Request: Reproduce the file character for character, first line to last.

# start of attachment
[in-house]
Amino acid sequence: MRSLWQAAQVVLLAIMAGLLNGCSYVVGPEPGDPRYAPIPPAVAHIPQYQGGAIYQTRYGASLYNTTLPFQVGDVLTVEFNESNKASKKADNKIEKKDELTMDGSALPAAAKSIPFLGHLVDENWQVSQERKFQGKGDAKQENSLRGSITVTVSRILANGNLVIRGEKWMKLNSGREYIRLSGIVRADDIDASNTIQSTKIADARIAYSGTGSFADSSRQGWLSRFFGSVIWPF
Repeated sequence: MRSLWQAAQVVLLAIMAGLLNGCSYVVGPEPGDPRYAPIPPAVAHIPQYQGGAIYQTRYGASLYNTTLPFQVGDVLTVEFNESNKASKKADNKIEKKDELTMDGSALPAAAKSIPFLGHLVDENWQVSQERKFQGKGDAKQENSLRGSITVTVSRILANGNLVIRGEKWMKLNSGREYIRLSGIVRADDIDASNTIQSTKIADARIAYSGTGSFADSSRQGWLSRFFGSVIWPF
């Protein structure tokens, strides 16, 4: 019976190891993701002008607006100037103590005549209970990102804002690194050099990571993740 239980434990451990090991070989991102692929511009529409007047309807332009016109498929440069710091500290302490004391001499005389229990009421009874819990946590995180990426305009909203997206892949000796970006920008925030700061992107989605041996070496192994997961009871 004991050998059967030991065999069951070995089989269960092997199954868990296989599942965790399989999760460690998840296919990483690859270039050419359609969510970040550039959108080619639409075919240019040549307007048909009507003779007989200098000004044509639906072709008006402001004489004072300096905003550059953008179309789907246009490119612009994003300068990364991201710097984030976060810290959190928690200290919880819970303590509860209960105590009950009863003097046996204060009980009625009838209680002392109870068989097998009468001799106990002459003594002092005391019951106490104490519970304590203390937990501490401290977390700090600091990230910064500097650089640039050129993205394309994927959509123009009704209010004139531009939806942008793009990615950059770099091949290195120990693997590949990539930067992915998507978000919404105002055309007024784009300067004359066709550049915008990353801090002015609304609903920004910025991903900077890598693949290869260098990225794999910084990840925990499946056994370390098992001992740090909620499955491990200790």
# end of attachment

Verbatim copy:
[in-house]
Amino acid sequence: MRSLWQAAQVVLLAIMAGLLNGCSYVVGPEPGDPRYAPIPPAVAHIPQYQGGAIYQTRYGASLYNTTLPFQVGDVLTVEFNESNKASKKADNKIEKKDELTMDGSALPAAAKSIPFLGHLVDENWQVSQERKFQGKGDAKQENSLRGSITVTVSRILANGNLVIRGEKWMKLNSGREYIRLSGIVRADDIDASNTIQSTKIADARIAYSGTGSFADSSRQGWLSRFFGSVIWPF
Repeated sequence: MRSLWQAAQVVLLAIMAGLLNGCSYVVGPEPGDPRYAPIPPAVAHIPQYQGGAIYQTRYGASLYNTTLPFQVGDVLTVEFNESNKASKKADNKIEKKDELTMDGSALPAAAKSIPFLGHLVDENWQVSQERKFQGKGDAKQENSLRGSITVTVSRILANGNLVIRGEKWMKLNSGREYIRLSGIVRADDIDASNTIQSTKIADARIAYSGTGSFADSSRQGWLSRFFGSVIWPF
């Protein structure tokens, strides 16, 4: 019976190891993701002008607006100037103590005549209970990102804002690194050099990571993740 239980434990451990090991070989991102692929511009529409007047309807332009016109498929440069710091500290302490004391001499005389229990009421009874819990946590995180990426305009909203997206892949000796970006920008925030700061992107989605041996070496192994997961009871 004991050998059967030991065999069951070995089989269960092997199954868990296989599942965790399989999760460690998840296919990483690859270039050419359609969510970040550039959108080619639409075919240019040549307007048909009507003779007989200098000004044509639906072709008006402001004489004072300096905003550059953008179309789907246009490119612009994003300068990364991201710097984030976060810290959190928690200290919880819970303590509860209960105590009950009863003097046996204060009980009625009838209680002392109870068989097998009468001799106990002459003594002092005391019951106490104490519970304590203390937990501490401290977390700090600091990230910064500097650089640039050129993205394309994927959509123009009704209010004139531009939806942008793009990615950059770099091949290195120990693997590949990539930067992915998507978000919404105002055309007024784009300067004359066709550049915008990353801090002015609304609903920004910025991903900077890598693949290869260098990225794999910084990840925990499946056994370390098992001992740090909620499955491990200790």